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Subject: Re: [boost] [endian] endian flip and endian domain
From: Dave Handley (Dave.Handley_at_[hidden])
Date: 2010-06-08 13:28:04

Robert Stewart wrote:

> Dave Handley wrote:

> > Gottlob Frege wrote:

> >

> > > I think what I am saying is that, conceptually at least, the

> > > endian-types come first, and the straight functions are built on top

> > > of that (instead of the other way around as most are suggested).

> > > Now, I wouldn't want that to impact performance, which is why I say

> > > 'conceptually'. We can specialize the heck out of

> > > everything so that

> > > performance wins, but I think the conceptual foundation is

> > > important.

> >

> > I disagree. If you have an endian type then I think you are

> > coding in from the beginning a need for a copy in order to

> > endian swap - even if the endian swap is a no-operation.


> This discussion isn't necessarily intended to account for swap in place,

> which all have agreed is necessary. Rather, I at least am

> thinking of this discussion as applying to the object-based approach

> and to the copy-based conversion functions.

The problem is with the initial statement above which says "the endian-types come first, and the straight functions are built on top of that".

This is what I fundamentally disagree with. IMHO, you have to write the straight functions (in Tom's terminology, swap and swap_in_place), then implement the endian-types on top of that interface. If you do it the other way around you enforce a copy on the function based interface. At least as far as I can see. I don't disagree that many people want and might well heavily use an object-based interface.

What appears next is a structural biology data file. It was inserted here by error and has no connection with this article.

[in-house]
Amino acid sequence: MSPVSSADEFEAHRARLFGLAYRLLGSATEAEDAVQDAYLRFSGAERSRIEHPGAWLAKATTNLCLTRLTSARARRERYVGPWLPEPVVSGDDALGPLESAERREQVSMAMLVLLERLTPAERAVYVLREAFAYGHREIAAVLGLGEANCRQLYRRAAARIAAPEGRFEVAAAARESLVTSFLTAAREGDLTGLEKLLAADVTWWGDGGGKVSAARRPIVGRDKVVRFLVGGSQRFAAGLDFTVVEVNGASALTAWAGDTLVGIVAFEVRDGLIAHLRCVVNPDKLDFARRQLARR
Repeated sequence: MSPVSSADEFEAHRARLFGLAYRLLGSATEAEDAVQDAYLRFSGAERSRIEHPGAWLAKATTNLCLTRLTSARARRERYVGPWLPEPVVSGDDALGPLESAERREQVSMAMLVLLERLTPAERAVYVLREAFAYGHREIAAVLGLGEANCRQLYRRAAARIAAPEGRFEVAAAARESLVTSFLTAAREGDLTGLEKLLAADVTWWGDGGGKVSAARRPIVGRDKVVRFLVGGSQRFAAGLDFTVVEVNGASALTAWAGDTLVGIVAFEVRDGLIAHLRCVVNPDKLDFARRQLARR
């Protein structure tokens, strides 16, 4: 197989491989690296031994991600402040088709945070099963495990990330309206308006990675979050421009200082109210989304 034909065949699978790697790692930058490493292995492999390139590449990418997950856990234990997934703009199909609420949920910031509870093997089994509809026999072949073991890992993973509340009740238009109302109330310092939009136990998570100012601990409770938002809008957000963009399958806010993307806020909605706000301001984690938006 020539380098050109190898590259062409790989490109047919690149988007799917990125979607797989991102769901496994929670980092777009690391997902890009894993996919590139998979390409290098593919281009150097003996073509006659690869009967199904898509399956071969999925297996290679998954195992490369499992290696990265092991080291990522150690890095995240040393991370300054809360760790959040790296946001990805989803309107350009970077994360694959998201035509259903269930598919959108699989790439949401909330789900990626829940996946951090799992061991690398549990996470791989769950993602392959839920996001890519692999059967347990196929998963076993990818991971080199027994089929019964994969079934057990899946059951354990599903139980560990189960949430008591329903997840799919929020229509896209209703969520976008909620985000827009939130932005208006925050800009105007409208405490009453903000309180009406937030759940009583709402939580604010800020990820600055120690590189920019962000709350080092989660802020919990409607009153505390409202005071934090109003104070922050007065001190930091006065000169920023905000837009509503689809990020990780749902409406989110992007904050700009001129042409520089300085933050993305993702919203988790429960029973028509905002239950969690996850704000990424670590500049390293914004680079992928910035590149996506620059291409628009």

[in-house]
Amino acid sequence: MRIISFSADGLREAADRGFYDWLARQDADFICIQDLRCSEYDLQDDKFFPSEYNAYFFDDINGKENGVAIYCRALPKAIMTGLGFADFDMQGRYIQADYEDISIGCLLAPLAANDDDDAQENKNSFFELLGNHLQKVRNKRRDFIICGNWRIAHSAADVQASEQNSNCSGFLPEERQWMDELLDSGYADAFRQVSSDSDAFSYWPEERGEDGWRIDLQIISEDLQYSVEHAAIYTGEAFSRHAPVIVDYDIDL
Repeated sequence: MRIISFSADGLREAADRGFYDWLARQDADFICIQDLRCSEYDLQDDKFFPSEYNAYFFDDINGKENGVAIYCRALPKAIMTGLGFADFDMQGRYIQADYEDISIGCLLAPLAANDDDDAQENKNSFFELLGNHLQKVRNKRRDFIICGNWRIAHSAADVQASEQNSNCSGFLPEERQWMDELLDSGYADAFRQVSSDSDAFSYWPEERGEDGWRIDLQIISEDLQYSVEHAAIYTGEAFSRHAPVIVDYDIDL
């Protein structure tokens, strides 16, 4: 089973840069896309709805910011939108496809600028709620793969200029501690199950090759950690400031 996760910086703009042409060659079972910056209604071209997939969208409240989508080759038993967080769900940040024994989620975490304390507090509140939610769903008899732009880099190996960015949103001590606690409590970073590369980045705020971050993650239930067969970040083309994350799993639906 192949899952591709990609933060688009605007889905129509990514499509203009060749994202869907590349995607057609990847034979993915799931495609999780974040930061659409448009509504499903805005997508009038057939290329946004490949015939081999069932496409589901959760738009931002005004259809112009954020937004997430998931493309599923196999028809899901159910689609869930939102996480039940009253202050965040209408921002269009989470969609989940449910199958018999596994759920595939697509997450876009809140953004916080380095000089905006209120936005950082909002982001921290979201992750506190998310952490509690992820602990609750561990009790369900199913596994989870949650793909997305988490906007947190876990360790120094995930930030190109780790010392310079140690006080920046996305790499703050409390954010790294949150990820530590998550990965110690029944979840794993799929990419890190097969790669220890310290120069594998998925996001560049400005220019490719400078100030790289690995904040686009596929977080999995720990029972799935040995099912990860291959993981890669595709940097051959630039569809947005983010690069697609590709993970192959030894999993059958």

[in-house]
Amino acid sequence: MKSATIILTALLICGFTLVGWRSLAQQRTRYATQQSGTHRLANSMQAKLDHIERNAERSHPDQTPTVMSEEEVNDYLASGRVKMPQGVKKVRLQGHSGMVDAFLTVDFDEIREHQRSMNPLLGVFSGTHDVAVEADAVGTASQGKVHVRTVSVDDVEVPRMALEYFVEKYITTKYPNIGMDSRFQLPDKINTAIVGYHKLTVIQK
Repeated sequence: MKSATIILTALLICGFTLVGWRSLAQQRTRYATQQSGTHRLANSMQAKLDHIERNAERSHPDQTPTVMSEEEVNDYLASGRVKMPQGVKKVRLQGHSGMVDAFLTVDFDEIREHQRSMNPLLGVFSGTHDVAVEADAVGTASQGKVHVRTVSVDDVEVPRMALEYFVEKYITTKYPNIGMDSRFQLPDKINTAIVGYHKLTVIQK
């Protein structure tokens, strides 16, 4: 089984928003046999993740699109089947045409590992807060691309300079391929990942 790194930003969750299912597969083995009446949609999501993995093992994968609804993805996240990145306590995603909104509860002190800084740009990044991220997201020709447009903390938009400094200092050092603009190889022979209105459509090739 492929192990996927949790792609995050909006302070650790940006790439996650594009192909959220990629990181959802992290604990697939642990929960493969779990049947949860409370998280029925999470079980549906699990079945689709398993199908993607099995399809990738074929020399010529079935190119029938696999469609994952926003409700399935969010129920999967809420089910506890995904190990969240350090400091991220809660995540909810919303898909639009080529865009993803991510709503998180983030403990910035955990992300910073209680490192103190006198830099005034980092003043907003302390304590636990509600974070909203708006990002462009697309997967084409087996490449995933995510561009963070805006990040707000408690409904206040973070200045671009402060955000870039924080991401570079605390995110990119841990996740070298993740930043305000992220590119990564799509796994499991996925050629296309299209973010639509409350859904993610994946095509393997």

Robert Stewart wrote:

> > Next, on naming, I think we should be very careful that we

> > don't over-think the naming question. I'll ask a general

> > question. What term does everyone use when talking about

> > endian swapping? Certainly in my programming career I've

> > never heard it called anything other than endian swapping.

> > Also (and I know this shouldn't be taken as a definitive

> > source) Wikipedia refers to the process of changing

> > endianness as a byte swap. Shouldn't we use swap because

> > that is what everyone knows the process of changing

> > endianness as? That's my 2d, but I'm not wholly against

> > another naming option.


> While I sympathize with your position, it has been noted that "swap"

> is a very bad choice because of std::swap(), boost::swap(), etc.

> Those functions have a distinct behavior and purpose that endianness

> conversion does not satisfy. Considering that our work could be

> standardized in the future, can you imagine the committee

> accepting "swap" as the name? I can't. That implies the need to

> find another name.

I agree that the existence of std::swap() is an issue. In that context I would argue for something more like boost::endian_swap. I think changing the verb used is an obfuscation and not necessarily helpful.


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